As I woke up, I found American, Irish, British, and Chinese men working on the tracks. Why didn't anyone woke me up, I questioned? I got dressed and hurried from the tent. I realized that to many of these Americans, I was a coolie. I wasn't sure what a coolie was so I asked my friend, Trung. He told me that coolies meant the people from China who were not trained to do anything. That wasn't true. The only reason why they needed Uncle Hai was to blow up mountains. We could do many things too.

April 6, 1869

First we had to build the ties. The ironmen brought the 560-pound and 30-foot-long rails. Four men on each side were needed to be able to carry the rails. The head leader of the ironmen would give the other ironmen the directions about where to lay them. Next we Chinese would load fishplates, nuts, and bolts into the baskets and toss it near the rails that were laid so the other men could just grab the ironware. The men met the rails together, and another team would fasten the fishplates loosely with nuts, and bolts. A team of men measured the rails to make sure they were exactly 4-feet 8 and a half inches apart. Then the spike setters would position each rail with 2 hits by the hammer. We repeated the same jobs over and over again. The main team had to use crowbars, shovels, and tamping bars to pack the ground around the rails.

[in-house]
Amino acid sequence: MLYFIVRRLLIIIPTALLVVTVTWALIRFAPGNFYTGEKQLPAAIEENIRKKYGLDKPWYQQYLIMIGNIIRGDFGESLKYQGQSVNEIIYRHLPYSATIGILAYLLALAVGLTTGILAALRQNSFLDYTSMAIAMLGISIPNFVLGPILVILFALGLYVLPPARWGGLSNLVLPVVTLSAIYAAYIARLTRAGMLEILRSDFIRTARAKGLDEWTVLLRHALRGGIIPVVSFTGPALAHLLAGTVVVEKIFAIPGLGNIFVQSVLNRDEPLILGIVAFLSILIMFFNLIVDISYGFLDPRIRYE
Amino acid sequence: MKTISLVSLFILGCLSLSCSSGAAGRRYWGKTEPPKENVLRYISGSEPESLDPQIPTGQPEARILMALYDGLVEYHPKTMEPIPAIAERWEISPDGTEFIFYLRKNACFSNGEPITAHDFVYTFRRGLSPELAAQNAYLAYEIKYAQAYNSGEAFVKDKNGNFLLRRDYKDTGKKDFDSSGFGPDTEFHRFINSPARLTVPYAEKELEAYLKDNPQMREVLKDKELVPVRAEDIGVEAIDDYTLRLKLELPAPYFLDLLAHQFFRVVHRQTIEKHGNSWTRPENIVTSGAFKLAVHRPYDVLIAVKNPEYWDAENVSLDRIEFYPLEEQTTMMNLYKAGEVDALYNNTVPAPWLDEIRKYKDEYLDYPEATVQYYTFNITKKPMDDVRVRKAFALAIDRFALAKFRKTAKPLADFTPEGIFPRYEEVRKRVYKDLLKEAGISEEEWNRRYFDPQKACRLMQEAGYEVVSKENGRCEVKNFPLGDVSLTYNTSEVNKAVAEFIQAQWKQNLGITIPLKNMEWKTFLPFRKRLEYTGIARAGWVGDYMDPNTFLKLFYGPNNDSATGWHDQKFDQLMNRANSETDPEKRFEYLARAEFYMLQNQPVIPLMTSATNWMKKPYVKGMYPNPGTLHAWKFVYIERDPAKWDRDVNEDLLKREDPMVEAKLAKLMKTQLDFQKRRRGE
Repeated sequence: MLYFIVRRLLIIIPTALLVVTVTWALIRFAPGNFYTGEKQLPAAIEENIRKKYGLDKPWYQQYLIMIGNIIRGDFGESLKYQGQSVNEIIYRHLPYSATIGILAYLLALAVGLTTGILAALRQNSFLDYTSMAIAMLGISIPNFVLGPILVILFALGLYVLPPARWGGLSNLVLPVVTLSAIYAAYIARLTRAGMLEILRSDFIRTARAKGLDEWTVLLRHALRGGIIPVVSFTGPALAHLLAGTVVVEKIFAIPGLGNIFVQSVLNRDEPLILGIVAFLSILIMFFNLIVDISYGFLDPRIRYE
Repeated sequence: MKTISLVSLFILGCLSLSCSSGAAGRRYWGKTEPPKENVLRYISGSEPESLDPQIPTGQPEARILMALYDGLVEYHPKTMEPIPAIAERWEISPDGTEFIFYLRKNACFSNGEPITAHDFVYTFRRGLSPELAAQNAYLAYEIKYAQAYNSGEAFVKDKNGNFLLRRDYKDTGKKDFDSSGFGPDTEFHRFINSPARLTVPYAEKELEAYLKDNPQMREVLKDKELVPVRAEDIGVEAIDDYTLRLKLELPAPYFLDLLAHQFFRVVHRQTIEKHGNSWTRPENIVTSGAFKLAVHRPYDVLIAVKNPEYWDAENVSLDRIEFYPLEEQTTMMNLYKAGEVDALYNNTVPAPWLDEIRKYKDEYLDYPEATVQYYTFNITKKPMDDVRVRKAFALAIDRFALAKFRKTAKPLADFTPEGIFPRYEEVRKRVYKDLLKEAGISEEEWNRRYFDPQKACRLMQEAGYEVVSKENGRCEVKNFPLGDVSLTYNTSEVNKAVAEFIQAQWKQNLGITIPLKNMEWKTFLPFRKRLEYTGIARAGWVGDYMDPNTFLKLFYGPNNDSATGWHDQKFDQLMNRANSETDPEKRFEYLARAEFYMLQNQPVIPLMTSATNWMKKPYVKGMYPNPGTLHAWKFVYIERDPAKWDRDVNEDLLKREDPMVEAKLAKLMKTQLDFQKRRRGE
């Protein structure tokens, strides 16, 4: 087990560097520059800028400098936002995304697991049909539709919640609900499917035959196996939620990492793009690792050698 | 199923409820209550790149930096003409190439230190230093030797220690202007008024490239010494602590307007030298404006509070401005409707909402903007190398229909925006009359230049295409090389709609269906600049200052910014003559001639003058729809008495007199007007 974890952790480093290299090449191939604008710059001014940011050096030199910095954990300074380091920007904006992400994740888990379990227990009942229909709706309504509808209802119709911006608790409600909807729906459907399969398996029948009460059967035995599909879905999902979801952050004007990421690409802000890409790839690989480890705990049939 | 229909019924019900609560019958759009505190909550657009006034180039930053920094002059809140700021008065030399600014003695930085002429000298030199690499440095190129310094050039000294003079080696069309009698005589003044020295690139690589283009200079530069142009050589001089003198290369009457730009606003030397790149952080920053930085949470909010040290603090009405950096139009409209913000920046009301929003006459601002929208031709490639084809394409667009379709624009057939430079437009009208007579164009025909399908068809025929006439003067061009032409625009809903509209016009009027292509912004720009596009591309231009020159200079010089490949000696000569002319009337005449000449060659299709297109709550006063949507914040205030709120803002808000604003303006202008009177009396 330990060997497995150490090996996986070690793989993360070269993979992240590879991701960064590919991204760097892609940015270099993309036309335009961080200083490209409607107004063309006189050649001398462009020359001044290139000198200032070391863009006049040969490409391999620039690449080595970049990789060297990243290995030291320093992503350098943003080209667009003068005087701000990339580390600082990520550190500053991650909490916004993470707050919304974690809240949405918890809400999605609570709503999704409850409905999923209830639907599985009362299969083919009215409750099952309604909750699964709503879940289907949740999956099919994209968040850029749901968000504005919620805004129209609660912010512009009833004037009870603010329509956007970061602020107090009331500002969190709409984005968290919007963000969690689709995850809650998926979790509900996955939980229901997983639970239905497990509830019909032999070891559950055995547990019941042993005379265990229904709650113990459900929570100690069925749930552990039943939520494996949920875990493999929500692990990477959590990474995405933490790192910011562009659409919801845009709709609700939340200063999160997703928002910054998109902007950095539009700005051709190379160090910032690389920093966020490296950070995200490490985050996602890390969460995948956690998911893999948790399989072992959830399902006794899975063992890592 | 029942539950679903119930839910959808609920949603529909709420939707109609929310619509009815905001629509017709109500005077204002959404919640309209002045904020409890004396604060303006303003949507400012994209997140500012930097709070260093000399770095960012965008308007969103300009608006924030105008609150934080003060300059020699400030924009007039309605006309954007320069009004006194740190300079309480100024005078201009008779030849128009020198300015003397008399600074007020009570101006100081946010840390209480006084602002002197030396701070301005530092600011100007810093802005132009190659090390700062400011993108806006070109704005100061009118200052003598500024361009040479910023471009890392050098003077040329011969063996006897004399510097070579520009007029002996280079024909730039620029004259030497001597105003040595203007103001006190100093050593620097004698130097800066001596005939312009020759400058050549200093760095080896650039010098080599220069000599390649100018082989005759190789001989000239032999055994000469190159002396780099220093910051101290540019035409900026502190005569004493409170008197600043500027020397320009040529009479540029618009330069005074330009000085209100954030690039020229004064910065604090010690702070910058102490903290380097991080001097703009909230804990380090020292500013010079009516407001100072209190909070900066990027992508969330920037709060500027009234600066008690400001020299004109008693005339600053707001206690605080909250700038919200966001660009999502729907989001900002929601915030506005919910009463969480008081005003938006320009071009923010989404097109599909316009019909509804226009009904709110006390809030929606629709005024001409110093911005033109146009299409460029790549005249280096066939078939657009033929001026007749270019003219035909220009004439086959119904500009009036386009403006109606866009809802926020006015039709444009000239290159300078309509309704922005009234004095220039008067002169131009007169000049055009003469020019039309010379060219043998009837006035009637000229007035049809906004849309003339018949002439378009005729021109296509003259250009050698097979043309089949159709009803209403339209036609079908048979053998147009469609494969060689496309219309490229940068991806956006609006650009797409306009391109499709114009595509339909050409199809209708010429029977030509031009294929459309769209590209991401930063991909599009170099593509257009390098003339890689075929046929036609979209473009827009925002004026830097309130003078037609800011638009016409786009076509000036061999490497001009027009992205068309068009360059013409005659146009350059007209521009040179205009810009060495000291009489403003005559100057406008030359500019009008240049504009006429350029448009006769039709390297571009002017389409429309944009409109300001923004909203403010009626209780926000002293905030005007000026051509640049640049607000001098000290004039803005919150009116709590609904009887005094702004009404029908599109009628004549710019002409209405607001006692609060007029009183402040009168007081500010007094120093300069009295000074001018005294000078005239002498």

April 19, 1869

I wasn't assigned to do anything. When I tried to help, some workers would push me to the ground and say no coolies or celestials. I also tried to help the other Chinese, but some of them even yelled at me and said that all I was doing was getting in the way. Luckily Uncle Hai and his group appreciated me.

April 20, 1869

The Chinese men needed drinks. They drink tea so I finally got a job! It is to bring tea to the Chinese workers. Carrying tea every day isn't that hard, but the tea baskets are very heavy so my shoulders hurt and at night they ache. I carry basketfuls of tea to the workers when they are thirsty. I am running about all day long. Sometimes I even carry water for the Americans, the Irish men, and the British men.

April 31, 1869

All the workers came to get their payments. The leader of our group who is in my uncle's group, got more money than us. Trung only got $25 and the rest got $20. The Americans got $40, the Irish got $38, and the British got $38 too. For the entire group there was only $5.00 difference from the leader and the workers. After they all got their payments, except for me, they all took a break in a big, big tent. There we got our lunch. We all got the same kinds of foods, but we did not like the food the white men ate.

May 17, 1869